Ex 16:2-4, 12-15
Eph 4:17, 20-24
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Human hunger is deeper than the physical, and the readings today point to Christ as the Bread of Life. He is foretold by the manna and continues to provide our “daily bread” in the Eucharist.
In his encyclical Caritas in Veritate, Pope Benedict XVI states that “Development must include not just material growth but also spiritual growth” (n. 76). Today’s readings help us to focus on both realities and on the interrelationship between the two.
Moreover, they focus us on the fact that the spiritual growth we acquire in Christ, the Bread of Life, impels us to take on a whole new way of life, in which life itself is affirmed generously and the ways of the culture of death are rejected.
Embracing life, particularly amidst economic difficulties, requires the kind of trust in God and human solidarity experienced by the Israelites on their journey in the desert. It requires the kind of trust, furthermore, that the promises of Christ inspire in his words in today’s Gospel.
Drawing again from the encyclical Caritas in Veritate, we find this summary of these truths:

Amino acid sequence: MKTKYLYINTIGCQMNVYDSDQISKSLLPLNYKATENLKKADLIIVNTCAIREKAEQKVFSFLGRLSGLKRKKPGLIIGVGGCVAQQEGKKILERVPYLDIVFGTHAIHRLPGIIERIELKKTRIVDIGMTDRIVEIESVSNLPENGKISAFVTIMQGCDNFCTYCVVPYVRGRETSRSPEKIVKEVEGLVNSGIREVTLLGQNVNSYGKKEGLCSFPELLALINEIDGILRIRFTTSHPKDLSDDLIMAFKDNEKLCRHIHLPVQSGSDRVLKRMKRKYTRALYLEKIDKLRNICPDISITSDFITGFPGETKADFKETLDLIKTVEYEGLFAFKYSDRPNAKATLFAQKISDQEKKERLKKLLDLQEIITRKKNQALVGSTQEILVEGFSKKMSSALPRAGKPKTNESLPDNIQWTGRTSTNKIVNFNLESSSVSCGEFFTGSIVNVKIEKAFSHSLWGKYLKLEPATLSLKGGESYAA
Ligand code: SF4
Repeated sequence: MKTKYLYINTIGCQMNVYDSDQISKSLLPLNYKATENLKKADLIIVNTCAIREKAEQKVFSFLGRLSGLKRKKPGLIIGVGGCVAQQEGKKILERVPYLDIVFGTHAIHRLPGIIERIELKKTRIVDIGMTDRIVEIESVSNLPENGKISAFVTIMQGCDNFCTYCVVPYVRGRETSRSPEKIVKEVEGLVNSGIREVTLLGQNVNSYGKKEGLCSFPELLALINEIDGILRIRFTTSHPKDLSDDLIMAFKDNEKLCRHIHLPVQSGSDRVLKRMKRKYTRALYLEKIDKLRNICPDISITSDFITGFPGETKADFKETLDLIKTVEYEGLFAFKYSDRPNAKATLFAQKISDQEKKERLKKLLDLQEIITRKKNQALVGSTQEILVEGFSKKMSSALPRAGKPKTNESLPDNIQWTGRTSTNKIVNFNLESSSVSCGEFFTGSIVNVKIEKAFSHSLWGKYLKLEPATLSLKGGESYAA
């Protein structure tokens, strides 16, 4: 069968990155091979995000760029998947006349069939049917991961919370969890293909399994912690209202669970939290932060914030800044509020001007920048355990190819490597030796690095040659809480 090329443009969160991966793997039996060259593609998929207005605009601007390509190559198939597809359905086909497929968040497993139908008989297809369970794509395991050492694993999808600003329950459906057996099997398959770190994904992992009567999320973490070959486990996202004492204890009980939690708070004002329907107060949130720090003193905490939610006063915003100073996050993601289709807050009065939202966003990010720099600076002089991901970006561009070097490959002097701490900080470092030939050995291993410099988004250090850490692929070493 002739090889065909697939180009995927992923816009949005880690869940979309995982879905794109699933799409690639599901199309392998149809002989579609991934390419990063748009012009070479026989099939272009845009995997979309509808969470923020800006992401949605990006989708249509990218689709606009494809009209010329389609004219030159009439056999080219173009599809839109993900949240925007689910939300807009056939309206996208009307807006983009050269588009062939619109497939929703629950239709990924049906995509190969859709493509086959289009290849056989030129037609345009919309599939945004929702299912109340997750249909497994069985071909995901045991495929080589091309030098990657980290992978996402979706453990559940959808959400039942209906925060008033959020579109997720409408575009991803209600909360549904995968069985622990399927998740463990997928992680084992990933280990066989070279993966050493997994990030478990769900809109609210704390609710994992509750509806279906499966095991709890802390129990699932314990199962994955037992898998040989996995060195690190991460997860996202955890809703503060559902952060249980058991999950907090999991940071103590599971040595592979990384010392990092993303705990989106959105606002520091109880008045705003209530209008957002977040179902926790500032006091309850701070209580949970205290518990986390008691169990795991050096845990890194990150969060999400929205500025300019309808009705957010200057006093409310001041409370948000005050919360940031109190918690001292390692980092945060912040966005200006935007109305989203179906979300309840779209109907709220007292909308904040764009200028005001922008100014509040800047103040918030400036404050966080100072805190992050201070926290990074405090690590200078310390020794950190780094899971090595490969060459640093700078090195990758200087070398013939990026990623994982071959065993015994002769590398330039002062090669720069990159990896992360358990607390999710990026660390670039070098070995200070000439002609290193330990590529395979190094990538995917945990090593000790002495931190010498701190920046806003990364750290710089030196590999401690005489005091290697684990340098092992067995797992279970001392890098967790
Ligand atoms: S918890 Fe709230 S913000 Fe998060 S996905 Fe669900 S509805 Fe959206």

“Development needs Christians with their arms raised towards God in prayer, Christians moved by the knowledge that truth-filled love, caritas in veritate, from which authentic development proceeds, is not produced by us, but given to us. For this reason, even in the most difficult and complex times, besides recognizing what is happening, we must above all else turn to God's love. Development requires attention to the spiritual life, a serious consideration of the experiences of trust in God, spiritual fellowship in Christ, reliance upon God's providence and mercy, love and forgiveness, self-denial, acceptance of others, justice and peace. All this is essential if “hearts of stone” are to be transformed into “hearts of flesh” (Ezek 36:26), rendering life on earth “divine” and thus more worthy of humanity. All this is of man, because man is the subject of his own existence; and at the same time it is of God, because God is at the beginning and end of all that is good, all that leads to salvation: “the world or life or death or the present or the future, all are yours; and you are Christ's; and Christ is God's” (1 Cor 3:22-23). Christians long for the entire human family to call upon God as “Our Father!” In union with the only-begotten Son, may all people learn to pray to the Father and to ask him, in the words that Jesus himself taught us, for the grace to glorify him by living according to his will, to receive the daily bread that we need, to be understanding and generous towards our debtors, not to be tempted beyond our limits, and to be delivered from evil (cf. Mt 6:9-13)” (n. 79).